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Boost Joins Virgin, MetroPCS in Offering Free Music Streaming

The ongoing battle among discount carriers to attract mobile phone customers is being set to the sound of streaming music. Boost Mobile became the latest carrier to offer unlimited music streaming, announcing that customers would be able to listen to music from five services without it counting against their monthly data limit.

The services supported by Boost include Pandora, iHeart Radio, Slacker Radio, Samsung Milk Music and 8tracks. Free music streaming goes into effect today (Dec. 9) for all Boost data plans, from the $35-a-month 2GB plan to Boost's $60 unlimited data offering.

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Boost is hardly the first carrier to make such a move. Virgin Mobile — which, like Boost, is owned by Sprint — announced a similar move back in October. Virgin initially let customers stream music from Pandora, iHeartRadio and Slacker without it counting against their allotted data. Today, Virgin's adding Samsung Milk Music and 8tracks to its supported services, giving it parity with Boost.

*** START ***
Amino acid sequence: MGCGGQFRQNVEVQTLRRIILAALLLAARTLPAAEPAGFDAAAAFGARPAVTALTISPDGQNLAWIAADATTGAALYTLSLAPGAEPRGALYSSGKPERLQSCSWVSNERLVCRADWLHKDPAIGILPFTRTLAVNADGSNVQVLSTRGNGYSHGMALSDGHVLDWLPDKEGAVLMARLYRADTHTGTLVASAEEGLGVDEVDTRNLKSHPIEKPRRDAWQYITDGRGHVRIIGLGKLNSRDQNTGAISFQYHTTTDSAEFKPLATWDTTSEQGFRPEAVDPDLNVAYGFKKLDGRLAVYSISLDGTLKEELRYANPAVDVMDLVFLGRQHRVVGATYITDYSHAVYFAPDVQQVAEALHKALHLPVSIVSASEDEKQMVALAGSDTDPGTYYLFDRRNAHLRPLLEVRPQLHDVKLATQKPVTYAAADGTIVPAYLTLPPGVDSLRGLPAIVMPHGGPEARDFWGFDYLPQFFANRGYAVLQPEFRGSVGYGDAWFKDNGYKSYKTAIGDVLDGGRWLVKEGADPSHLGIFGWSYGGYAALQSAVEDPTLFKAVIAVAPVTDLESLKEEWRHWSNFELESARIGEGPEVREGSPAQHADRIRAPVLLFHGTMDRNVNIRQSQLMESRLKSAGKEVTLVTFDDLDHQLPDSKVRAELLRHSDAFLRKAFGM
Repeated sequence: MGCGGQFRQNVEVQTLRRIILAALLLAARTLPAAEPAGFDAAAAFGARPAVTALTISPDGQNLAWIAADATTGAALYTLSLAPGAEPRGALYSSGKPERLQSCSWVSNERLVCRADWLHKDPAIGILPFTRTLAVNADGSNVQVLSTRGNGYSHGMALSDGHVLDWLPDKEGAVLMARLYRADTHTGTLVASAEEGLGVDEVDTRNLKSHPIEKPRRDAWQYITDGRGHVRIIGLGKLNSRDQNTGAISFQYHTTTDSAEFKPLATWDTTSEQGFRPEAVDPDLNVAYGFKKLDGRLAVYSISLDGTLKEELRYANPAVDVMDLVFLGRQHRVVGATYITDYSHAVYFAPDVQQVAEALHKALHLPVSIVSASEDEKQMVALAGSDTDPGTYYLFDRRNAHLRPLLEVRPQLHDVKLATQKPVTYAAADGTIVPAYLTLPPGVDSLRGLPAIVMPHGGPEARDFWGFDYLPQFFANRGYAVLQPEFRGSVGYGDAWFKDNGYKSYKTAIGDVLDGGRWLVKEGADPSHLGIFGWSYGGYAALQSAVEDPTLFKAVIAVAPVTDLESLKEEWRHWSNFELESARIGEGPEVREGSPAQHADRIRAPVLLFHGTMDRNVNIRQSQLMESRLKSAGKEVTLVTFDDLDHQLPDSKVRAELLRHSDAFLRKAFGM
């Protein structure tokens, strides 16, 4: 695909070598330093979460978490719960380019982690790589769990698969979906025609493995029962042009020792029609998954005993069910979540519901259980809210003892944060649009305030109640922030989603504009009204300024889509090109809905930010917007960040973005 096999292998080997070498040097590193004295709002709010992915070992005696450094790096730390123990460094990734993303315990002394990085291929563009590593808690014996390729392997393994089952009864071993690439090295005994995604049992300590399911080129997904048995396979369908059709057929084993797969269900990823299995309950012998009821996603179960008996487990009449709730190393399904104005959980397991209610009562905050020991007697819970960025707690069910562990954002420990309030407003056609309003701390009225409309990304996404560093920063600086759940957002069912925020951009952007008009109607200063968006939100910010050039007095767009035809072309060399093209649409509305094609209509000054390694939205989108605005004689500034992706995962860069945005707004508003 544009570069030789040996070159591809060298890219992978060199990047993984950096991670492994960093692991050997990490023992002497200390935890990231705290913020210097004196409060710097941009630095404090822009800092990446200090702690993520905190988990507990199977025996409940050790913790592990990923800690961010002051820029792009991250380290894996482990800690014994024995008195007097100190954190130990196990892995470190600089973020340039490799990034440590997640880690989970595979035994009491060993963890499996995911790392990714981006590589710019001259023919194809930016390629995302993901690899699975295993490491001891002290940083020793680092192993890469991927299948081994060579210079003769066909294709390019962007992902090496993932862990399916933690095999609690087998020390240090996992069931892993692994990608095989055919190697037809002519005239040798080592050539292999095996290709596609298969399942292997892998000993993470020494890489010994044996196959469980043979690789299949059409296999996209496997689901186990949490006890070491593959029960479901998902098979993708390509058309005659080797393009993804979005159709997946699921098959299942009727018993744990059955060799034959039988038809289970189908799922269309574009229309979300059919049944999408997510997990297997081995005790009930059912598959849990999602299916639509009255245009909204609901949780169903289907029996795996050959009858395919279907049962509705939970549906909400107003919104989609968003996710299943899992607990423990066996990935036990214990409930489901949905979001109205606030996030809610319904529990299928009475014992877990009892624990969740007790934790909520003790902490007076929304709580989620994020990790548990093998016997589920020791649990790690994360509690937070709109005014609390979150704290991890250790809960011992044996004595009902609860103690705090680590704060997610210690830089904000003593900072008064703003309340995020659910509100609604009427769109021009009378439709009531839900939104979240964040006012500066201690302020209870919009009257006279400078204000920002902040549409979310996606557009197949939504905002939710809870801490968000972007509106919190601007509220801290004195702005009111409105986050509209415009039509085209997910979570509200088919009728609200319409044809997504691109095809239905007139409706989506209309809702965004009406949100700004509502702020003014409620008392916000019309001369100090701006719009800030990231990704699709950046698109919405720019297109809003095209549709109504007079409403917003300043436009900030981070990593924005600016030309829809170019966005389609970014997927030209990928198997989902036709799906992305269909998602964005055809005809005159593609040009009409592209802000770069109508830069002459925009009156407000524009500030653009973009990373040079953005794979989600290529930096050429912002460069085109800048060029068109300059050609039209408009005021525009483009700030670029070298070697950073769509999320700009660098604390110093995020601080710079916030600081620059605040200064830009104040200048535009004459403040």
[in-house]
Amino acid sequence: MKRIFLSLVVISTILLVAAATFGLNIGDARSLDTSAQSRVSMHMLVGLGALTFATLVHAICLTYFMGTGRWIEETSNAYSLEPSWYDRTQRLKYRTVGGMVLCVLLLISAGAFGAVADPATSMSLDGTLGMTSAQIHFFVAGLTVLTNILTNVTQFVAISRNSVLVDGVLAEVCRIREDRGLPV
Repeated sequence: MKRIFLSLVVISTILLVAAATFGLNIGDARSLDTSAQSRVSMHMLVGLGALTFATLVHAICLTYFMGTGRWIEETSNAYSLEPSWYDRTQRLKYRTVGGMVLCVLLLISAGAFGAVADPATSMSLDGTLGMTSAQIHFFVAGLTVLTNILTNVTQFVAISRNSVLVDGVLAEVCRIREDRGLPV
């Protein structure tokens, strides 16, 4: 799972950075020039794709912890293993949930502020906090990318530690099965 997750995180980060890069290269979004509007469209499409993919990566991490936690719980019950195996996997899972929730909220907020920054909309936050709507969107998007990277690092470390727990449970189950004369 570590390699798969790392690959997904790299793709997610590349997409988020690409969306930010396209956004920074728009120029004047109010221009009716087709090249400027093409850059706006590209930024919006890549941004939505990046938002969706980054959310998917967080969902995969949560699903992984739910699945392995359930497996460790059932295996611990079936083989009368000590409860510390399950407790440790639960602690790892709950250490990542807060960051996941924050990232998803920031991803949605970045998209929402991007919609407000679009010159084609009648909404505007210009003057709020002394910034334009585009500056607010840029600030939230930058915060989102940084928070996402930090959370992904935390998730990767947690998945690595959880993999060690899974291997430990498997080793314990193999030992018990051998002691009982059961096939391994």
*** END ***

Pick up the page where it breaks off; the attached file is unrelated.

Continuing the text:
It's not hard to figure out why unlimited music streaming appeals to prepaid wireless customers in particular. You're likely turning to a discount carrier because you're looking to save money; anything that helps you get more bang for your data buck is likely to be an attractive perk.

The only thing louder than the sound of streaming music emanating from discount carriers might be the sound of T-Mobile CEO John Legere saying "I told you so." T-Mobile was the first carrier to stop having streaming music count against subscribers' data limits when it launched its Music Freedom program last year. Earlier this month, T-Mobile increased the number of streaming services it supports to 44, when it added 11 more providers to the mix.

T-Mobile's discount subsidiary MetroPCS also lets subscribers stream music for free. Its Music Unlimited feature, launched in November, supports the same services T-Mobile does. Notably, though, you need at least a 3GB plan to take advantage of MetroPCS's free music streaming; subscribers on the $30 1GB plan aren't eligible.